Segments from each fruit were homogenized using a commercial blender (Philips) and soluble solids content (°Brix) was measured with a hand refractometer (Atago, model N1α,Japan). Titrat­able acidity was determined by titrating 10 g of the homogenized pulp with 0.01N NaOH to an endpoint of pH 8.1 (Micronal Titrator, model B274, Brazil), the results were expressed as g of malic acid in 100 g-1 fresh weight (AOAC, 1995). The amount of extractable juice was determined using a refrigerate centrifuge (Sorvall, RMC14, USA), where 1.5 g of homogenized pulp from each fruit was transferred into an Eppendorf tube and centrifuged at 6,000 x g during 15 min, the weight of the supernatants was expressed as a percentage of the weight of the fresh fruit (adapted from Von Mollendorff & De Villiers, 1988).

An ANOVA for quality attributes was per­formed (F-test) and the treatment averages were compared by the Tukey multiple range test at p ≤ 0.05, using the SAS statistical package (SAS, 2003). The values at harvest and after each storage period were compared to find significant differences among treatments. The percentage data for the variable woolliness and decay incidence were normalized according to the equation f(x) = arcsine (x + 0.5)1/2.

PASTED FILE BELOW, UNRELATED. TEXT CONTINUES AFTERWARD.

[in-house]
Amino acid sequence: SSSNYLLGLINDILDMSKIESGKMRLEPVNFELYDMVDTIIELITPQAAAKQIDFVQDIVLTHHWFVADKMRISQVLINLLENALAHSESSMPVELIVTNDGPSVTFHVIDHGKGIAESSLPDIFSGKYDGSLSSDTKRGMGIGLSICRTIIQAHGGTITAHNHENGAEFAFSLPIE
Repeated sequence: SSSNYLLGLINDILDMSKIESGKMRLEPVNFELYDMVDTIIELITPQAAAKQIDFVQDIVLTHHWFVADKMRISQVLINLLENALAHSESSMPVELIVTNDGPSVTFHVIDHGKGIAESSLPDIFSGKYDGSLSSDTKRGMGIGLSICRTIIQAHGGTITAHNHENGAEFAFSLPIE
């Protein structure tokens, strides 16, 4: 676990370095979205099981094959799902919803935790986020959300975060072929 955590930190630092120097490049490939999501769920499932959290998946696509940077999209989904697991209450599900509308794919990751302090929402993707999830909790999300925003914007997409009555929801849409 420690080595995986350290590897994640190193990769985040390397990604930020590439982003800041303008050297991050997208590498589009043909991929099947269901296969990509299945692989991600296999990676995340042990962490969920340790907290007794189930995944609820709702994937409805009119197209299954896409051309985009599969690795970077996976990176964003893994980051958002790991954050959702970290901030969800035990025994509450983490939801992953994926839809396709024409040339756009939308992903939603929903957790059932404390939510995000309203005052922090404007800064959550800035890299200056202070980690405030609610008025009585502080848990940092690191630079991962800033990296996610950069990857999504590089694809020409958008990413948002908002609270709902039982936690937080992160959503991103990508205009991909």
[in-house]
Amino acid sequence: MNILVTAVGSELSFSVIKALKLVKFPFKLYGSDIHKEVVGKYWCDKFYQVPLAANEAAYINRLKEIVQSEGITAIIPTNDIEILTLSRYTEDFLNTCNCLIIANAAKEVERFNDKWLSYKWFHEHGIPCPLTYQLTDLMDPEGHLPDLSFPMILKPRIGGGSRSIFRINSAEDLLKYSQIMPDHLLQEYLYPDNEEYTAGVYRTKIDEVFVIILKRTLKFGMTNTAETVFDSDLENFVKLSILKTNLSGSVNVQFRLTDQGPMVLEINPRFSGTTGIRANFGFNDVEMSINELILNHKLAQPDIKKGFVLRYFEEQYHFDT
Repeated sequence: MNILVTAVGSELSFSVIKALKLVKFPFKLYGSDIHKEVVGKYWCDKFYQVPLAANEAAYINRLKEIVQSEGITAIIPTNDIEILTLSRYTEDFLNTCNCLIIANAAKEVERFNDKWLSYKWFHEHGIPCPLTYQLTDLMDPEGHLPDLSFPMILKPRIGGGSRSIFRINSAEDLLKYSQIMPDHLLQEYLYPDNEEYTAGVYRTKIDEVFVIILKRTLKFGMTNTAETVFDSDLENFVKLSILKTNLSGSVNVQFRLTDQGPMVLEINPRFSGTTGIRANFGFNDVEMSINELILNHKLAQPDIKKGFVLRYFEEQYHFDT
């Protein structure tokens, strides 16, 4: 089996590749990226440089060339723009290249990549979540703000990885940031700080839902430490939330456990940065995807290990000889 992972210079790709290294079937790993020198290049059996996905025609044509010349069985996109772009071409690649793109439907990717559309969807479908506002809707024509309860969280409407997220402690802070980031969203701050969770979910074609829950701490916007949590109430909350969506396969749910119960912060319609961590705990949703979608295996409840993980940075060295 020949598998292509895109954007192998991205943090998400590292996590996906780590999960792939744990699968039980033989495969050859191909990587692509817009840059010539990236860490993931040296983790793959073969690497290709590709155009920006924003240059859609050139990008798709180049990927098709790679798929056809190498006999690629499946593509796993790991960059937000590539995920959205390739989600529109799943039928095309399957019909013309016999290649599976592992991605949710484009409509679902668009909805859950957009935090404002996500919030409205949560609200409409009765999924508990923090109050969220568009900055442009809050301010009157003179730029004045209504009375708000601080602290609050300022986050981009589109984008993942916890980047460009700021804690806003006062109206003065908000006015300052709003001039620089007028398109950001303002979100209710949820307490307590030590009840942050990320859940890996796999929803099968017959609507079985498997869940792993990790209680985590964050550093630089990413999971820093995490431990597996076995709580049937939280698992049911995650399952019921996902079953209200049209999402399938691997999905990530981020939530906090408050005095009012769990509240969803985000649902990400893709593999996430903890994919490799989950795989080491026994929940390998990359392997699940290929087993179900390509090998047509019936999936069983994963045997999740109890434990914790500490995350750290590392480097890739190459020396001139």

Significant differences in the O2 and CO2 concentrations were detected among the treatments during the cold storage period (Figure 1 and 2). An excessive increased in O2 and a decrease in CO2 level (about 99%) for the treatment MA30 were found and an atmosphere similar to the air (17 kPa O2 and 0.03 kPa CO2) within the packages was obtained, due to high O2 and CO2 permeability rate. No significant differences were detected in O2 level in the MA50 treatment and the O2 concentration was maintained at 2 kPa. Although a decrease in CO2 level (about 65%) within these packages was verified, the CO2 partial pressure was maintained at 4-3 kPa until the end of cold storage. A decrease in O2 (about 33%) and CO2 (about 40%) levels within 60 μm LDPE packages were verified. The O2 partial pressure was maintained at 1 kPa and the CO2 partial pressure was about 6 kPa until the end of cold storage. Both package systems (MA50 and MA60) attended to the recommended level for MAP peaches mentioned by Kader (1997) and were adequate to pack 'Douradão' peaches, since they had proper O2 and CO2 permeability at cold storage. Significant differences were detected in O2 level at MA75 treatment since the first day of cold storage. The O2 partial pressure reached levels below 1% (decrease 47%) after eight days of cold storage (Figure 1). Probably, the O2 consumption by fruit respiration and the low O2 package permeability for this application, caused the danger anoxia in the fruit, once 1% O2 is the minimum safe concentration recommended at low temperatures (Kader, 1997). An increase about 20% in CO2 concentration was verified (Figure 2), exceeding the recommended level for peaches MAP mentioned by Kader (1997).